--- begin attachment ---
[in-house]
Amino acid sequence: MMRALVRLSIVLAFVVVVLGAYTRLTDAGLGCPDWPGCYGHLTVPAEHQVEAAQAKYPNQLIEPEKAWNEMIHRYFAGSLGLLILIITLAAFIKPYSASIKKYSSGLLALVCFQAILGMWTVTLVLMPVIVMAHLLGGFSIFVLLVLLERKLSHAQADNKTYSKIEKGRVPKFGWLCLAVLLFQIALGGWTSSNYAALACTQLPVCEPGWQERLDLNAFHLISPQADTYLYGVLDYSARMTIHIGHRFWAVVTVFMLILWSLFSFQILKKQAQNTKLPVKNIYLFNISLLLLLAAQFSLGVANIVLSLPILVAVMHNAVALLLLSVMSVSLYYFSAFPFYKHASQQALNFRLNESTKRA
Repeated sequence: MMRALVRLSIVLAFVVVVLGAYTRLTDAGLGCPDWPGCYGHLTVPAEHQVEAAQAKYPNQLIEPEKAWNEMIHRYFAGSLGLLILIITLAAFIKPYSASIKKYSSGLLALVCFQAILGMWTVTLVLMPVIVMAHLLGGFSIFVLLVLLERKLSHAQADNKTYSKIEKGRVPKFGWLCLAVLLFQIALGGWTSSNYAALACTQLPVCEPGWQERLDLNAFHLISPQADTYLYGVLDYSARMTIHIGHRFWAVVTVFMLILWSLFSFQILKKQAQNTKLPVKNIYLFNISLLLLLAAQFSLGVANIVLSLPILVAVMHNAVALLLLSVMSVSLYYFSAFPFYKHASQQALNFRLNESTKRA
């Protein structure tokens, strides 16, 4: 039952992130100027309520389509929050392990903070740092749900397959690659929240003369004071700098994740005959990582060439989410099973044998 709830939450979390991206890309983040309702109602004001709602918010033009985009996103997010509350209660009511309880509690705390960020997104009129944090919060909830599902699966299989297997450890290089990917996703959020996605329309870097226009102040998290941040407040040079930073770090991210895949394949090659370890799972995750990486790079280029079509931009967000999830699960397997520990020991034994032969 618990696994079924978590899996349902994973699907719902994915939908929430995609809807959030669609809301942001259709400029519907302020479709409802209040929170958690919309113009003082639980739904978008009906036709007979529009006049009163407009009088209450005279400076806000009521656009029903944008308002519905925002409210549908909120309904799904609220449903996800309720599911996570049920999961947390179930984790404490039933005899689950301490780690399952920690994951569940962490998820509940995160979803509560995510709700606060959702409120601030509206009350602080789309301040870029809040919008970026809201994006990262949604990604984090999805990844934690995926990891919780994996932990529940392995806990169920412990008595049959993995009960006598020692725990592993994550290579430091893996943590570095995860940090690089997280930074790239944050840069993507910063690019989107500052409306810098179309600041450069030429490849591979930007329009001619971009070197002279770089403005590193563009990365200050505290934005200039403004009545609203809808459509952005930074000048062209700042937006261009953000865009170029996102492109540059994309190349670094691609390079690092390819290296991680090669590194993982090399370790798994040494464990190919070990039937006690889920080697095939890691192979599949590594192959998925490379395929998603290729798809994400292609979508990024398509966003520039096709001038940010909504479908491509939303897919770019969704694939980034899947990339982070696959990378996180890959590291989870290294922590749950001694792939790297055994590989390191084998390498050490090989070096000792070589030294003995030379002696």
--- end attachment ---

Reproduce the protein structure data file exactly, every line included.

[in-house]
Amino acid sequence: MMRALVRLSIVLAFVVVVLGAYTRLTDAGLGCPDWPGCYGHLTVPAEHQVEAAQAKYPNQLIEPEKAWNEMIHRYFAGSLGLLILIITLAAFIKPYSASIKKYSSGLLALVCFQAILGMWTVTLVLMPVIVMAHLLGGFSIFVLLVLLERKLSHAQADNKTYSKIEKGRVPKFGWLCLAVLLFQIALGGWTSSNYAALACTQLPVCEPGWQERLDLNAFHLISPQADTYLYGVLDYSARMTIHIGHRFWAVVTVFMLILWSLFSFQILKKQAQNTKLPVKNIYLFNISLLLLLAAQFSLGVANIVLSLPILVAVMHNAVALLLLSVMSVSLYYFSAFPFYKHASQQALNFRLNESTKRA
Repeated sequence: MMRALVRLSIVLAFVVVVLGAYTRLTDAGLGCPDWPGCYGHLTVPAEHQVEAAQAKYPNQLIEPEKAWNEMIHRYFAGSLGLLILIITLAAFIKPYSASIKKYSSGLLALVCFQAILGMWTVTLVLMPVIVMAHLLGGFSIFVLLVLLERKLSHAQADNKTYSKIEKGRVPKFGWLCLAVLLFQIALGGWTSSNYAALACTQLPVCEPGWQERLDLNAFHLISPQADTYLYGVLDYSARMTIHIGHRFWAVVTVFMLILWSLFSFQILKKQAQNTKLPVKNIYLFNISLLLLLAAQFSLGVANIVLSLPILVAVMHNAVALLLLSVMSVSLYYFSAFPFYKHASQQALNFRLNESTKRA
């Protein structure tokens, strides 16, 4: 039952992130100027309520389509929050392990903070740092749900397959690659929240003369004071700098994740005959990582060439989410099973044998 709830939450979390991206890309983040309702109602004001709602918010033009985009996103997010509350209660009511309880509690705390960020997104009129944090919060909830599902699966299989297997450890290089990917996703959020996605329309870097226009102040998290941040407040040079930073770090991210895949394949090659370890799972995750990486790079280029079509931009967000999830699960397997520990020991034994032969 618990696994079924978590899996349902994973699907719902994915939908929430995609809807959030669609809301942001259709400029519907302020479709409802209040929170958690919309113009003082639980739904978008009906036709007979529009006049009163407009009088209450005279400076806000009521656009029903944008308002519905925002409210549908909120309904799904609220449903996800309720599911996570049920999961947390179930984790404490039933005899689950301490780690399952920690994951569940962490998820509940995160979803509560995510709700606060959702409120601030509206009350602080789309301040870029809040919008970026809201994006990262949604990604984090999805990844934690995926990891919780994996932990529940392995806990169920412990008595049959993995009960006598020692725990592993994550290579430091893996943590570095995860940090690089997280930074790239944050840069993507910063690019989107500052409306810098179309600041450069030429490849591979930007329009001619971009070197002279770089403005590193563009990365200050505290934005200039403004009545609203809808459509952005930074000048062209700042937006261009953000865009170029996102492109540059994309190349670094691609390079690092390819290296991680090669590194993982090399370790798994040494464990190919070990039937006690889920080697095939890691192979599949590594192959998925490379395929998603290729798809994400292609979508990024398509966003520039096709001038940010909504479908491509939303897919770019969704694939980034899947990339982070696959990378996180890959590291989870290294922590749950001694792939790297055994590989390191084998390498050490090989070096000792070589030294003995030379002696």